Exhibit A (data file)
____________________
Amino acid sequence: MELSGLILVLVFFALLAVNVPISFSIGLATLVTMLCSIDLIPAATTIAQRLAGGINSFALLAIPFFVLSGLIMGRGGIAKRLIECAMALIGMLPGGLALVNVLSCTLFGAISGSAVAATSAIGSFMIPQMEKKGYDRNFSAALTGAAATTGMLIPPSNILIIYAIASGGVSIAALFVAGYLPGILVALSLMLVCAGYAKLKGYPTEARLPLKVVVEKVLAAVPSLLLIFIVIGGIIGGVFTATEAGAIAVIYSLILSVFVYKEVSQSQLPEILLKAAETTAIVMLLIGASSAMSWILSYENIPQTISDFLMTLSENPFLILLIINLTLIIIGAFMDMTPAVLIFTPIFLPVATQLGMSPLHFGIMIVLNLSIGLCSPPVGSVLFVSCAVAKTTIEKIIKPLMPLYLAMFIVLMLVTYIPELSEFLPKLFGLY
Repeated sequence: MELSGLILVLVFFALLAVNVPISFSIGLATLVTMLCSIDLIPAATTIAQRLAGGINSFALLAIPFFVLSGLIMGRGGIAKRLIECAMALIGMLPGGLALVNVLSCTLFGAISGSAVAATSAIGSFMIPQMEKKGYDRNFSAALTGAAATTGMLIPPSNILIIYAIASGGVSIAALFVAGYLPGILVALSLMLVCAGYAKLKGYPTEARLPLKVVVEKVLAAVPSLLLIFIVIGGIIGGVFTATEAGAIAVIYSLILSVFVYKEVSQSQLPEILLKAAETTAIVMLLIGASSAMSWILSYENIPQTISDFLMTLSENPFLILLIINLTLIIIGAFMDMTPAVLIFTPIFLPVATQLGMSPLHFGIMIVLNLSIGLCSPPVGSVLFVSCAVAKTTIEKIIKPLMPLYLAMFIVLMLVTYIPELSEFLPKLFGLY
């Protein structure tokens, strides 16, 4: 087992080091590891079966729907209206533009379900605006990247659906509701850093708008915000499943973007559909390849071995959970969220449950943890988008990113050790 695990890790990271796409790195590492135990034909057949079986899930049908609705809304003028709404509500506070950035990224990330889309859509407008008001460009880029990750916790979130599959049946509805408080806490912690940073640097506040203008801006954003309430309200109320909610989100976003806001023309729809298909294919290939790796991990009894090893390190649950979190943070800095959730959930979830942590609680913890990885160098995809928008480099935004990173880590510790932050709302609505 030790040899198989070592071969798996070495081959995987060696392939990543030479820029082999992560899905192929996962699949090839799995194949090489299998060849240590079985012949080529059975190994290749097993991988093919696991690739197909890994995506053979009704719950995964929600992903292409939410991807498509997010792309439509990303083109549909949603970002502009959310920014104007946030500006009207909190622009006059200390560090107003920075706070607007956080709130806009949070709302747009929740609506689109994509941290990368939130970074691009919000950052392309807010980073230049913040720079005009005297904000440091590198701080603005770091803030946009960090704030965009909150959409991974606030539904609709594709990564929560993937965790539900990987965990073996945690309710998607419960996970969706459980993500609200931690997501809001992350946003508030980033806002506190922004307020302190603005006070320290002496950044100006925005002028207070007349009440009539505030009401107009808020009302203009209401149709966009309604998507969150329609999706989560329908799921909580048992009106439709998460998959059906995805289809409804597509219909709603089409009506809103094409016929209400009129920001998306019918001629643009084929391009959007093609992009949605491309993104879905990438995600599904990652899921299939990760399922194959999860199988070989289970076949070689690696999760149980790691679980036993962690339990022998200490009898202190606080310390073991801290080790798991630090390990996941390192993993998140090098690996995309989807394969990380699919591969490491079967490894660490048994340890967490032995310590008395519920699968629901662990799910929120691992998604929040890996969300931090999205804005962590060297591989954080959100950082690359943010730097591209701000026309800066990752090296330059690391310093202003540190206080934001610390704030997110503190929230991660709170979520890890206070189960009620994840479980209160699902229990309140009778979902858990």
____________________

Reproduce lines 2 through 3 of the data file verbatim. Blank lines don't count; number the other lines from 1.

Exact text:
Repeated sequence: MELSGLILVLVFFALLAVNVPISFSIGLATLVTMLCSIDLIPAATTIAQRLAGGINSFALLAIPFFVLSGLIMGRGGIAKRLIECAMALIGMLPGGLALVNVLSCTLFGAISGSAVAATSAIGSFMIPQMEKKGYDRNFSAALTGAAATTGMLIPPSNILIIYAIASGGVSIAALFVAGYLPGILVALSLMLVCAGYAKLKGYPTEARLPLKVVVEKVLAAVPSLLLIFIVIGGIIGGVFTATEAGAIAVIYSLILSVFVYKEVSQSQLPEILLKAAETTAIVMLLIGASSAMSWILSYENIPQTISDFLMTLSENPFLILLIINLTLIIIGAFMDMTPAVLIFTPIFLPVATQLGMSPLHFGIMIVLNLSIGLCSPPVGSVLFVSCAVAKTTIEKIIKPLMPLYLAMFIVLMLVTYIPELSEFLPKLFGLY
């Protein structure tokens, strides 16, 4: 087992080091590891079966729907209206533009379900605006990247659906509701850093708008915000499943973007559909390849071995959970969220449950943890988008990113050790 695990890790990271796409790195590492135990034909057949079986899930049908609705809304003028709404509500506070950035990224990330889309859509407008008001460009880029990750916790979130599959049946509805408080806490912690940073640097506040203008801006954003309430309200109320909610989100976003806001023309729809298909294919290939790796991990009894090893390190649950979190943070800095959730959930979830942590609680913890990885160098995809928008480099935004990173880590510790932050709302609505 030790040899198989070592071969798996070495081959995987060696392939990543030479820029082999992560899905192929996962699949090839799995194949090489299998060849240590079985012949080529059975190994290749097993991988093919696991690739197909890994995506053979009704719950995964929600992903292409939410991807498509997010792309439509990303083109549909949603970002502009959310920014104007946030500006009207909190622009006059200390560090107003920075706070607007956080709130806009949070709302747009929740609506689109994509941290990368939130970074691009919000950052392309807010980073230049913040720079005009005297904000440091590198701080603005770091803030946009960090704030965009909150959409991974606030539904609709594709990564929560993937965790539900990987965990073996945690309710998607419960996970969706459980993500609200931690997501809001992350946003508030980033806002506190922004307020302190603005006070320290002496950044100006925005002028207070007349009440009539505030009401107009808020009302203009209401149709966009309604998507969150329609999706989560329908799921909580048992009106439709998460998959059906995805289809409804597509219909709603089409009506809103094409016929209400009129920001998306019918001629643009084929391009959007093609992009949605491309993104879905990438995600599904990652899921299939990760399922194959999860199988070989289970076949070689690696999760149980790691679980036993962690339990022998200490009898202190606080310390073991801290080790798991630090390990996941390192993993998140090098690996995309989807394969990380699919591969490491079967490894660490048994340890967490032995310590008395519920699968629901662990799910929120691992998604929040890996969300931090999205804005962590060297591989954080959100950082690359943010730097591209701000026309800066990752090296330059690391310093202003540190206080934001610390704030997110503190929230991660709170979520890890206070189960009620994840479980209160699902229990309140009778979902858990």